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The physical necessities are shelter, water, fire (fuel) and food. No one should be involuntarily homeless or lacking in necessary clothes; not have adequate clean, potable fresh water; not have sufficient fuel or means to cook, wash, bath and heat with; nor be undernourished or hungry or lack needed medical care and medicines. The major reason any of this occurs is political, not resources.
Political leaders chose to let the suffering of lack of shelter go on by applying token relief at best, in most cases, because addressing the issue does not generally significantly build their power bases. What are needed are commons where the homeless can have their needs met and have the potential to sustainably grow food and to sell some of that food they produced. This would be a pathway to a transitional economy, which is difficult to implement, but not impossible.
A transitional economy is one where a small economy-of-scale and small amount of capital can be competitive in the current global economy. An example would be from the food production world. You can grow potatoes, however in the current economy you would have to grow a plethora of them to be possibly competitive economically. The solution would be to grow tomatoes and/or peppers, where one could have a chance to make money on a much smaller scale and lower capital investment. Cannabis and wine grapes will not build more equitable and stronger communities in the long term.
It would be daunting, if not defeating to try to achieve such commons all at once. I start with being a new volunteer this last year to sustainably produce food in the Garden of Grace, which is a project of the nonprofit Fertile Ground Works (www.fertilegroundworks.org) at the Asbury Methodist Church in Livermore, CA. The food produced from this garden goes to the nonprofit Open Heart Kitchen (www.openheartkitchen.org) to be prepared into meals for the homeless and the hungry. Open Heart Kitchen serves 350,000 meals a year. In 2016 the Garden of Grace produced 20,200 pounds of food and has been continually expanding the food produced over its six and one-half year history. By this action Fertile Ground Works is fostering constantly improved cultural conditions; however we are only addressing a human condition symptom, not its causality, which would best be done by sufficient commons. We can produce more food, make the soil healthier, practice cultural methods that do not use synthetic fertilizers, herbicides and/or pesticides, but how do we provide a pathway out of homelessness, hunger, addiction, mental illness, physical illness and loneliness amongst other social ills? It is not enough, but we have to start somewhere and that is by our food culture.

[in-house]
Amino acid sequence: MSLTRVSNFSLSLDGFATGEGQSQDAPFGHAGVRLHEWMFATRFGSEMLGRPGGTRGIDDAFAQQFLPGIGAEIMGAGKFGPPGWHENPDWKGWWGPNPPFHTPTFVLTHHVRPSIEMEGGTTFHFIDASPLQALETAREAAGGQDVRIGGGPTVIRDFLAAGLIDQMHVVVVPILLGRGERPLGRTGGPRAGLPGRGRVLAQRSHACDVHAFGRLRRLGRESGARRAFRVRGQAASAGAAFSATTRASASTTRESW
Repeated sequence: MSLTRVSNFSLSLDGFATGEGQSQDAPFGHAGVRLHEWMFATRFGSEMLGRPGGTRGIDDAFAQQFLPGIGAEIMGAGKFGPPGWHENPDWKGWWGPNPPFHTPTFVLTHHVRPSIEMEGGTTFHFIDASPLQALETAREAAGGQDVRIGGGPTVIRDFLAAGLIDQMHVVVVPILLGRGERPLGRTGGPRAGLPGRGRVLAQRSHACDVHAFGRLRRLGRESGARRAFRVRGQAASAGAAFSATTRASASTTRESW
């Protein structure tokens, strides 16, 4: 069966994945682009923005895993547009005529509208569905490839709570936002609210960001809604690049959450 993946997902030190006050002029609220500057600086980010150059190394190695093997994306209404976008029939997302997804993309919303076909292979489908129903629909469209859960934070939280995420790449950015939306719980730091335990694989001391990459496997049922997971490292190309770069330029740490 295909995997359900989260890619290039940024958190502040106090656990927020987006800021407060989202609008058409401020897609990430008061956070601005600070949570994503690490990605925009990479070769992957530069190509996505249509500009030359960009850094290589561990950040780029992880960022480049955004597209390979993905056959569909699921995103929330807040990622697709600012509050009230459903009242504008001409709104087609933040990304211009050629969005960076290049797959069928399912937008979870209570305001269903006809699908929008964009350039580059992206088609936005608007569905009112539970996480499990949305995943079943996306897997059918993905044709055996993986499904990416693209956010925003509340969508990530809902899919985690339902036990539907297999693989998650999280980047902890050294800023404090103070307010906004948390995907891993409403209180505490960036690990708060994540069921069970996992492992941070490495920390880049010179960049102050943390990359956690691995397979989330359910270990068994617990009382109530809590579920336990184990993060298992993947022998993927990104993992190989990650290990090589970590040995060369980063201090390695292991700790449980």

From a legal standpoint we cannot have a proper commons on church property. Churches are nonprofits that cannot make money and thus violate their organizational definition for their tax statuses. We need land for proper commons from a government entity or a private party. How is this to be achieved? If a private party were to provide land for such a commons there would be considerable risk with no profit incentive, though some donations from private foundations are possible. Alternative routes are through government political bodies such as city councils or county board of supervisors.
Now we enter the political arena of land-use. The proper commons are not going to yield the greatest gain in the shortest time. In no way do I cast commons as any utopian ideal for they will have plenty of awkward, uncomfortable conflicts and trying governance issues. What is important is that they are safe, non-violent environments free of violent speech. Commons are necessary to prevent our communities
from continuing their accelerating deteriorations at their very foundations. In fact, in time, these commons should thrive. We simply cannot expect satisfactory results from current disjointed, inadequate efforts of empathy and compassion and haphazard distributions of resources – admirable as they may be.
There is also the question of location. Many jurisdictions are too developed to locate such commons, unless they are co-housing situations with potential for urban garden food production. Otherwise the location would have to be outside of such developed jurisdictions, most likely accomplished by private-land purchases. This could be an opportunity to reinvigorate rural America. Transportation logistics would have to be solved with the least amount of motor vehicles and other resources as possible to also facilitate the distribution of food for sale.
It is one thing to sustainably grow healthy food for the homeless, but it is insufficient. We need a transitional economy where the broke and the broken can turn their lives around with a commons that has adequate shelter, water, fire (fuel) and food – including the ability to grow some food in a healthy, ecological manner. The commons need to be places of some joy. A proper commons can accomplish this. My goal is to achieve this through collaborative political-means and cooperative practical-steps where a healthy food-production culture is the beginning.
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